Todd, the Ugliest Kid on Earth

Todd, the Ugliest Kid on Earth
Todd the Ugliest Kid on Earth review
  • North American Publisher / ISBN: Image Comics - 978-1-60716-777-1
  • Volume No.: 1
  • Release date: 2013
  • UPC: 9781607167771
  • Contains adult content?: yes
  • Does this pass the Bechdel test?: yes
  • Positive minority portrayal?: no
  • CATEGORIES: Humour

This is a wide-ranging satire of American blue-collar society with Todd pretty well the only character with redeeming features. As he’s the ugliest kid on Earth his parents make him wear a paper bag over his head. If you find that funny, you’re likely to tune into the rest.

Todd’s Dad, Gus Belluomo – clever name – considers himself an alpha male despite lack of employment or any obvious capabilities, is infatuated with soap-opera star Belinda Fairchild, and all-but ignores his wife Peggy. She feels she deserves something better, but that doesn’t extend to caring for her son. There’s a gun-happy police detective who gets a hard-on in the doll aisle of the toy store, an Oprah-loving serial killer, a fine gang of local bullies and plenty more displaying the worst of society. A funny introductory spread supplies brief profiles for the entire cast.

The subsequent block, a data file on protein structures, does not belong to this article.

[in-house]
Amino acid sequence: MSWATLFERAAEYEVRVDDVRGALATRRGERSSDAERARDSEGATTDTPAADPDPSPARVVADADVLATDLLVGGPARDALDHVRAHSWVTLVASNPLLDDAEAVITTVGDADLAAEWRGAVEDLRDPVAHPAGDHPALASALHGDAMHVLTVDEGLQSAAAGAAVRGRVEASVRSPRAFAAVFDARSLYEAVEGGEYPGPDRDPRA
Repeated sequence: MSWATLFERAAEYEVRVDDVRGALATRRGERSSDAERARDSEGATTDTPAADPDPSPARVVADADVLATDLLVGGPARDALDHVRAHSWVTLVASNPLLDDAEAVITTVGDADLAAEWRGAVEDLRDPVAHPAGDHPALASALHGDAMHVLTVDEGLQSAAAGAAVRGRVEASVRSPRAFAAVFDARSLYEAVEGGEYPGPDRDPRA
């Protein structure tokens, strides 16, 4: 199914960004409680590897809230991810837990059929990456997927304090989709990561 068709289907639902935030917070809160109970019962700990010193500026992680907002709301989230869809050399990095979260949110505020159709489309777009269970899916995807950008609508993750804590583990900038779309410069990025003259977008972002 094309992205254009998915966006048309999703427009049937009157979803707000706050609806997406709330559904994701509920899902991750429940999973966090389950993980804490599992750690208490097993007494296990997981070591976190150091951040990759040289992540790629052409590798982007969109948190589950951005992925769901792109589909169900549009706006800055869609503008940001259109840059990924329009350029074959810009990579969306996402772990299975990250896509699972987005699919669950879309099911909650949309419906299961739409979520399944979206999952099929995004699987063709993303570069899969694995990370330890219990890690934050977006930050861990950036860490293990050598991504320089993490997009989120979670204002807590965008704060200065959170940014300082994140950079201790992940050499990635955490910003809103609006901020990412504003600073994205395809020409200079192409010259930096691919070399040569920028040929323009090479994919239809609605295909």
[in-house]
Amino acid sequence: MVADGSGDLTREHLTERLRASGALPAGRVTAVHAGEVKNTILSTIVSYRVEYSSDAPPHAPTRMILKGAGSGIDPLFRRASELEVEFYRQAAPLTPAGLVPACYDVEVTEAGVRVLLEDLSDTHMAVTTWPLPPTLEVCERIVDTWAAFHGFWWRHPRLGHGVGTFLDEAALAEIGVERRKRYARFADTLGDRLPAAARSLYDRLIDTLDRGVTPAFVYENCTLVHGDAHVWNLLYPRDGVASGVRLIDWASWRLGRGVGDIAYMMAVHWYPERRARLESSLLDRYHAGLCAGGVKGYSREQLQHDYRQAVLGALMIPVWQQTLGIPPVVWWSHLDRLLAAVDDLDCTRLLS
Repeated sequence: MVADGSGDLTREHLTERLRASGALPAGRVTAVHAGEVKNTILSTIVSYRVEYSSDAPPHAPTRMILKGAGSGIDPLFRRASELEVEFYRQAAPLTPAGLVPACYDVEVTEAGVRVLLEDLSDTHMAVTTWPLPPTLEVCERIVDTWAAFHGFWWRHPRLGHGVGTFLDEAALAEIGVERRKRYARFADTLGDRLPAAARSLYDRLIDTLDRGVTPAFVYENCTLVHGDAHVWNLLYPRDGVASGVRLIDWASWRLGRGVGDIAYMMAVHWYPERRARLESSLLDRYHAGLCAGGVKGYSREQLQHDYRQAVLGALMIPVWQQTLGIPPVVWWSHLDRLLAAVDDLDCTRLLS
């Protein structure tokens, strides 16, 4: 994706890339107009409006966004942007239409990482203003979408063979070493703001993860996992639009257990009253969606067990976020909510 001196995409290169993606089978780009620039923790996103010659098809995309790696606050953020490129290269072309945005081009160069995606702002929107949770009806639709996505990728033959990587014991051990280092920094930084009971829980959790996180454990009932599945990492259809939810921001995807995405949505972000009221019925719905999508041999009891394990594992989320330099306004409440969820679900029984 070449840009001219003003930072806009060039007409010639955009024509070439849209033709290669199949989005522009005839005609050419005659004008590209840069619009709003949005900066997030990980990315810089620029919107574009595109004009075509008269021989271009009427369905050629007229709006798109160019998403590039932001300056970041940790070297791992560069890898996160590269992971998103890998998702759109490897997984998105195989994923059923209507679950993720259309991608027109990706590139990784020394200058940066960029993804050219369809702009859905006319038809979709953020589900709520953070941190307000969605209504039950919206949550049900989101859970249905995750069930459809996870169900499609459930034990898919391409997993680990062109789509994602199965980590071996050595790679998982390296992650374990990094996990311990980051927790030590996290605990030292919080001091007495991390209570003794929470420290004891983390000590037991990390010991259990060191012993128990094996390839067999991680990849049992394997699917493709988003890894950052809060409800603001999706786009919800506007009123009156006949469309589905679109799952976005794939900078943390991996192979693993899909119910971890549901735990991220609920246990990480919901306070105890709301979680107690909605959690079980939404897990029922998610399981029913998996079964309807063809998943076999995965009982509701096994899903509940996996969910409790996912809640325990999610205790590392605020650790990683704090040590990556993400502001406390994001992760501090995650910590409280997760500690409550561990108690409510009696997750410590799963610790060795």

Todd retains an optimism and purity belying his wretched circumstances. Early on he’s thrown in jail, where the joke is that his innocence softens the hearts of hardened criminals as they go about their daily shankings. No, Ken Kristensen’s script is hardly delicate, but that’s not the point, and there are bizarre throwaway jokes indicating a higher level of consciousness (Pervis Musharaf as a limo driver). There’s also a sit-com level smoothness to the set-up and punchlines of the dialogue.

Although named after Todd, this is an ensemble piece with a deliberately provocative scattershot approach. Think Married with Children injected with an extra dose of sex and swearing. It certainly has an audience, but perhaps not as great as anticipated since Todd only survived another four issues beyond the material collected here.

Given that Todd is so rooted in the USA’s underbelly it’s an interesting choice to have the Turkish M.K. Perker illustrate. He supplies fantastic cartooning, exaggerating what’s needed, yet playing it straight enough not to over-egg the jokes.

This has all the subtlety of a kick to the nuts, but there are laughs to be had for those willing to get down and dirty.